Imagine if there were an off-the-shelf solution to London’s housing shortage.
Well, imagination could become reality: the nine-metre-high structure built from cross-laminated timber on show during the London Design Festival this week highlights that the technology is there.
But this impressive prototype design is far from the UK’s traditional approach to building homes.
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While other countries are adopting more modern trends, the UK is still heavily reliant on labour-intensive methods and bricklaying – the same techniques we’ve been using for centuries.
There are signs of change.
A few high-profile schemes have captured the industry’s attention in the capital – Pocket Living’s Mapleton Crescent modular tower in Wandsworth, for example – showing the advantages of Modern Methods of Construction (MMC) in terms of speed, quality, cost and sustainability.
But in practice, the take-up across London remains very low. Why?
First, the sector is still in an early phase of the innovation cycle. Many manufacturers and technologies are vying for market position. Among modular schemes in London, a wide range of construction methods have been adopted, from cross-laminated timber to light steel frames.
Like all new industries, the sector needs volume and continuity of demand in order to become more established and realise efficiencies, but this is proving challenging.
The reality is that the wide variety of products and the relatively small number of clients is making it hard for manufacturers to scale.
In addition, the novelty and variety of MMC schemes mean that warranties, insurance, development finance, and mortgages can be hard to secure, compounded by a lack of guidance and standardisation.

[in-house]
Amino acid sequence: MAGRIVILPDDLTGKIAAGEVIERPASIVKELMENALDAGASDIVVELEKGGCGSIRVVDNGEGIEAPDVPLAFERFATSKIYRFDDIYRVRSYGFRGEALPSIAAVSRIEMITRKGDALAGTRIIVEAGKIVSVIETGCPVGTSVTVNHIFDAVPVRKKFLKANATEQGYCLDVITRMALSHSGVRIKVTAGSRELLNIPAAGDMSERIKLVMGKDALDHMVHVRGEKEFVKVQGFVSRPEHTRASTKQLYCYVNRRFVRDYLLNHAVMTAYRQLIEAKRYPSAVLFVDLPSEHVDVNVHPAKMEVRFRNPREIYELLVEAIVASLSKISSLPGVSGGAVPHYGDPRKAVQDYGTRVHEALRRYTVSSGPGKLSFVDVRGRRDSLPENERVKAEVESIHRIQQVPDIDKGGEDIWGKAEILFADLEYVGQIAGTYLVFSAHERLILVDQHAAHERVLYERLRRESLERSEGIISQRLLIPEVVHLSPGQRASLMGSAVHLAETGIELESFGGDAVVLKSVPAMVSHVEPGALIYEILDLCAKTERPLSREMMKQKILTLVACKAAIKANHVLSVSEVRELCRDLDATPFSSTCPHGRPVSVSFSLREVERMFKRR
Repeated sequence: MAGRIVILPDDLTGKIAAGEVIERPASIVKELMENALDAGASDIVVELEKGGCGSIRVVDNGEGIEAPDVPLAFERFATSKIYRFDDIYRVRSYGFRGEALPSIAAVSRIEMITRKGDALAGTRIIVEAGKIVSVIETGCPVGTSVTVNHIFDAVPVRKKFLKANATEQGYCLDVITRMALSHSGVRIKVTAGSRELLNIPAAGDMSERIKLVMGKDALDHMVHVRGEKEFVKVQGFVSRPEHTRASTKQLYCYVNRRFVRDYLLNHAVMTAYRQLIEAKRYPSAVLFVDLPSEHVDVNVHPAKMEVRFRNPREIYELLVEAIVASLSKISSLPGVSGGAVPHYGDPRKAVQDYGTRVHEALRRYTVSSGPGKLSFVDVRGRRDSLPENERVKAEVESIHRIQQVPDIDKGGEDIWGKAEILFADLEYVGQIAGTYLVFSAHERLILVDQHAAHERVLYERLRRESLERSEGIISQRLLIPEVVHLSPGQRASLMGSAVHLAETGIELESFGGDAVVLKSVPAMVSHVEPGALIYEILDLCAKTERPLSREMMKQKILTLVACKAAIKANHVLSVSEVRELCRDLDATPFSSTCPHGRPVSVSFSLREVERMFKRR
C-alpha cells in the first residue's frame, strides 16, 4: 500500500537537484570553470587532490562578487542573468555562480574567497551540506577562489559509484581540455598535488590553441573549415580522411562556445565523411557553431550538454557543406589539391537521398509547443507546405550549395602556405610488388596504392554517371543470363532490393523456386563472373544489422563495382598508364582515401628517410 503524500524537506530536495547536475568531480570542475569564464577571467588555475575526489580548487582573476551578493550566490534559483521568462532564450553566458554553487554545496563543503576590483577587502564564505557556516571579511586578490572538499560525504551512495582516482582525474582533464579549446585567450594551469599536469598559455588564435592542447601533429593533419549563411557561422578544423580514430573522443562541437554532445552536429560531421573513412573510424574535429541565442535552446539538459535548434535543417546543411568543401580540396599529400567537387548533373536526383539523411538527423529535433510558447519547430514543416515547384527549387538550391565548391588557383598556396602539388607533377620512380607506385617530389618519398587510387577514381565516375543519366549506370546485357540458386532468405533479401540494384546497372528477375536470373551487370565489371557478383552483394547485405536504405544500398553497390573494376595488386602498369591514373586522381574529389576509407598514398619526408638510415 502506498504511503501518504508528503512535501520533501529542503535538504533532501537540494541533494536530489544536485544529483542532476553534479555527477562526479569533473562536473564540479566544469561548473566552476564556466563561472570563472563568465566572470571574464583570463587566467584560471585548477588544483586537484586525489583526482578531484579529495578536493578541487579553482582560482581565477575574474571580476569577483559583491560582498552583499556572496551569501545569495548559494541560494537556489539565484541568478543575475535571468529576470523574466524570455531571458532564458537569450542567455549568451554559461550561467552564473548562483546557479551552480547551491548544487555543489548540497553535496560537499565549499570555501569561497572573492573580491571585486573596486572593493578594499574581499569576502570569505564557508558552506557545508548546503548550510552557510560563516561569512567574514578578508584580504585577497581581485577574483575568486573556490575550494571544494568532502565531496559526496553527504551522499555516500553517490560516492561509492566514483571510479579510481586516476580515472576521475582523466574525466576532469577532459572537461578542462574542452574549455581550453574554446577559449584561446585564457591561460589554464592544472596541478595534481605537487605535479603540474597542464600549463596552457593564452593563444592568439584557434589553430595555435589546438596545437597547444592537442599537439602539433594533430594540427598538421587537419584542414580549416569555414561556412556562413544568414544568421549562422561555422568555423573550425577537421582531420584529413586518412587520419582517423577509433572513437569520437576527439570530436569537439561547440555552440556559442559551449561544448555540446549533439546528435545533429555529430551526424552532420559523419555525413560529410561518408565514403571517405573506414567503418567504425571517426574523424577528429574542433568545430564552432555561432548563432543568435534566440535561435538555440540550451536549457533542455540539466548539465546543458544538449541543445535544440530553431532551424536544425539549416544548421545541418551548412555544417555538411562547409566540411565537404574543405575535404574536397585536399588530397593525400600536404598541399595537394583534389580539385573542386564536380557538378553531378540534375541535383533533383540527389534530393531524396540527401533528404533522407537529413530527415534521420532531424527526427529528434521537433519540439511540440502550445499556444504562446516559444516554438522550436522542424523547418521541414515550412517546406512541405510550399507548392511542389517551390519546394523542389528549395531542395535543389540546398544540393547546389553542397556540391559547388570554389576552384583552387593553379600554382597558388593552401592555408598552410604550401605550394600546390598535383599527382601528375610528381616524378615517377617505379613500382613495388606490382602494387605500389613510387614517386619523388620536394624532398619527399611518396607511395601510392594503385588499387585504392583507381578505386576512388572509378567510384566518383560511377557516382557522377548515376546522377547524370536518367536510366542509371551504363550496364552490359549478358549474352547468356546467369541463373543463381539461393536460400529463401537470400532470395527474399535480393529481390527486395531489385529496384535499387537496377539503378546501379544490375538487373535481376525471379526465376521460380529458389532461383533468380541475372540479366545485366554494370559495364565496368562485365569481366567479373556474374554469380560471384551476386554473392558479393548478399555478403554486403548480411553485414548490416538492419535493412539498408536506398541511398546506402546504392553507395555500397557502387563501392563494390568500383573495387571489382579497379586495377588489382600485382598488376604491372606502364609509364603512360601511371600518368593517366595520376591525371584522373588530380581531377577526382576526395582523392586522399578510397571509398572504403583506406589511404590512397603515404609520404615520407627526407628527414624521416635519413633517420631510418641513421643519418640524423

These new methods also have high upfront costs. This can put off housing associations, boroughs and local housing companies, and build-to-rent investors – even though they are the ones who would benefit from the speed of modular construction approaches.
Low take-up is further compounded by a lack of customer demand.
The “prefabricated” homes built after World War II have left a lingering impression that these buildings are unattractive, poor-quality, and disposable. This is despite the fact that in other countries (Germany and Sweden for example), MMC homes are now associated with high quality and bespoke design.
In order for MMC to play its role in tackling the housing crisis, housing providers will need to significantly scale up their adoption. This is crucial to improve the quality and speed of housing delivery, but also to future-proof it in the face of impending construction workforce challenges, which both the government and the industry need to anticipate.
If we can show that MMC would offer perceivable benefits to consumers (in terms of cost, appearance, environmental credentials, and acoustics), there might also be stronger consumer demand for these homes, which would likely represent a turning point in impacting housebuilders’ decision-making.
So, with weekly headlines about the housing crisis, and a generation for whom home-ownership seems a distant dream, it’s time for the industry, politicians, mortgage providers, investors, and consumers to get serious about adopting these game-changing techniques.